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Can we know when to trust our emotions in the pursuit of knowledge? Consider history and other areas of knowledge?

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´╗┐Can we know when to trust our emotions in the pursuit of knowledge? Consider history and other areas of knowledge? Word count: 1607 Emotions are the most intrinsic parts and parcel of humanity. There can be no man who is emotionally void. We, including animals, all feel different emotions: hate, love, envy, anger, grief and euphoria. Emotions are the key forces that segregate us from information processors such as computers. The conflict between the heart and mind is legendary, and it shows that emotions are as important as logic. Without emotions there can be no knowledge provided the knower values the knowledge. Did not the naked Archimedes yell ?Eureka? to express his emotions on having discovered the reason behind the displacement of water in the bath. Yes, what is of utmost importance is the emotional response to knowledge. Even animals such as lions and tigers can be trained by a trainer provided these animals have emotional propensity and concern for the trainer. And if not, we know that ?one can lead a horse to water, but cannot make it drink.? Emotions as a powerful way of knowing can affect other ways of knowing too. For example they can cloud our reason; make us biased to someone; hate others, and use derogatory language to give vent to our innate feelings. ...read more.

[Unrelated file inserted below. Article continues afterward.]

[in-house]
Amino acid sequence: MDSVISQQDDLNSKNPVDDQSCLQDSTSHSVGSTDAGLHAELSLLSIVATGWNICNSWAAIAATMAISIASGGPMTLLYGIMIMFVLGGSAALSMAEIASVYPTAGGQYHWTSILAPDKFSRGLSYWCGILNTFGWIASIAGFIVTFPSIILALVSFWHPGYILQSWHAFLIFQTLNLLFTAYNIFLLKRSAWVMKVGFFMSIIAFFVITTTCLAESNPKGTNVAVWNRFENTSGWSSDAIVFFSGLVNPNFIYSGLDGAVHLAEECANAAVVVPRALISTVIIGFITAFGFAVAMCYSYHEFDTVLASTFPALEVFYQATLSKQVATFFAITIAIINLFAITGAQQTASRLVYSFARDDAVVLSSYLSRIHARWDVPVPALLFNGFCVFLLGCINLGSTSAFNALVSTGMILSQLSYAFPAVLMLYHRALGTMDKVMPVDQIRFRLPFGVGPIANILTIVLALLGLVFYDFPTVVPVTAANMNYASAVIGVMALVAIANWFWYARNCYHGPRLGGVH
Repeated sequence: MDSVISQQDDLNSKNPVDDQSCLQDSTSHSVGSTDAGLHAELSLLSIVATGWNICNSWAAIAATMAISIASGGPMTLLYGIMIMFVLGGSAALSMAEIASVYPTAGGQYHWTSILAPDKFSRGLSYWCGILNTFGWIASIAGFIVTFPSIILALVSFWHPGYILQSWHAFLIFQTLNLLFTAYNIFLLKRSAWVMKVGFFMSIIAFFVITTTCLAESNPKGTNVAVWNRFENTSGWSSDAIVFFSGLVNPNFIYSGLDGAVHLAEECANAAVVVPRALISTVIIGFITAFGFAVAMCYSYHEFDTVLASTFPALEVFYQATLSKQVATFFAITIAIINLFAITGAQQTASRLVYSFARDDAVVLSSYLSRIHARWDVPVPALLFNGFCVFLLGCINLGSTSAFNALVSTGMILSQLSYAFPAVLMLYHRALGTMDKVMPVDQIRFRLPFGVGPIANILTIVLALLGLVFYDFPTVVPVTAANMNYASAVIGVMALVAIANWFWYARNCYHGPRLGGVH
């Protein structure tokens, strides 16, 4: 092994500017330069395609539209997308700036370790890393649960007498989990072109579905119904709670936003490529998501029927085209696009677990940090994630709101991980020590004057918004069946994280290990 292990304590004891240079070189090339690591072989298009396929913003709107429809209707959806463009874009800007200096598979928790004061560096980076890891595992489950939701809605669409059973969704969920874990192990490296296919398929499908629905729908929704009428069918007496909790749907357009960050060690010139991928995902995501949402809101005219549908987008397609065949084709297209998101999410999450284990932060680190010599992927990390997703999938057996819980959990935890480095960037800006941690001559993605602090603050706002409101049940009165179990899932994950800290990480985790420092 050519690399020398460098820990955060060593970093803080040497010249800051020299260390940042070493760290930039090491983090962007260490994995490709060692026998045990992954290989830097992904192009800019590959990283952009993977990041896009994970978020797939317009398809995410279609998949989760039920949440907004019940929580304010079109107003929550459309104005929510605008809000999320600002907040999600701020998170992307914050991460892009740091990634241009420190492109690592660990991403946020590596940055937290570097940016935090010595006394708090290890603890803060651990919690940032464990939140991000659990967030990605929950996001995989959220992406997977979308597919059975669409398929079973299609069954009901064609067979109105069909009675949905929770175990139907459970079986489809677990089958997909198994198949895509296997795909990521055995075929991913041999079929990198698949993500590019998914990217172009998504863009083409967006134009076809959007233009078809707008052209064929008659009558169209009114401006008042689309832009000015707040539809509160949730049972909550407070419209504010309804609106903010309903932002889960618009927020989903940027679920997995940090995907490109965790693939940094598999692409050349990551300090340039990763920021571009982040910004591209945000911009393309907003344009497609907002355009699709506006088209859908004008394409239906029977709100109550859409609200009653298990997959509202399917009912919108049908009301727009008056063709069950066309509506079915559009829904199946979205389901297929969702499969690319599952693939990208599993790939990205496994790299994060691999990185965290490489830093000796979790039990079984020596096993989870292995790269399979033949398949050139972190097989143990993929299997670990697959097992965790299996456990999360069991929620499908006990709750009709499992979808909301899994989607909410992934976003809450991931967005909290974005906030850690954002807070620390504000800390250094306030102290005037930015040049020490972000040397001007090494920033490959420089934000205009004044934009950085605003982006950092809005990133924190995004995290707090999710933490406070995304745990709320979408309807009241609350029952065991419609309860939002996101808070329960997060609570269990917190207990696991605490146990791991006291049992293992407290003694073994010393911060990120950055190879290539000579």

Will he be able to do justice with the historical accounts? No. I hope not. In the absence of any concrete evidence as to what really transpired ages ago the historian can take a number of liberties, and distort the facts to his ease and convenience. In the field of history emotions can play a detrimental role as they can lead us astray easily because the claims of the historians may not be based upon evidence. The reason: the historian may follow an emotional approach contrasting the cognitive approach that is based upon information, analysis and knowledge formation. In IGCSE I read the ? Iliad? written by Homer, and I was deeply impressed by the character of the Trojan prince Hector, the tamer of the horses. I was so captivated by his sense of duty and his love for the mother county Troy that I set more value to his character than the real hero Achilles?. Why? Simply, because I felt emotionally more attached to a real warrior than an egotistic warrior who fought only to annihilate others, and embellish his indisputable record as a belligerent combatant. I know I was wrong but I could not help it. ...read more.


They imitate one another without testing their actions on the anvil of reason. What happens when youngsters want to undergo emotional euphoria by taking drugs under peer pressure? Whether they are youngsters or the orthodox parents, during their emotional outbursts they even forget what they are doing. Social emotions make them change colors like the chameleon, and imitate the actions that are followed and practiced by others, howsoever irrational they are. To draw some conclusions from the above discussion I feel that although emotions are very important in our decision making and understanding the things around us, we cannot attribute them with a life force. They are neither the precursor nor the guiding light to our pursuit of knowledge. We cannot trust them wholly when it comes to history and psychology. In fact they cannot stand alone aloof from the other ways of knowing. Despite a number of knowledge claims such as ?"There can be no transforming of darkness into light and of apathy into movement without emotion", we must not forget ?A fool expresses all his emotions, but a wise person controls them.? It is important to control our emotions. If we don?t control them they will control our reason. They are important but their trustworthiness and impeccability in our pursuit of knowledge are questionable whether they are for me or someone else. We must check them lest they should become mistaken judgments. ...read more.

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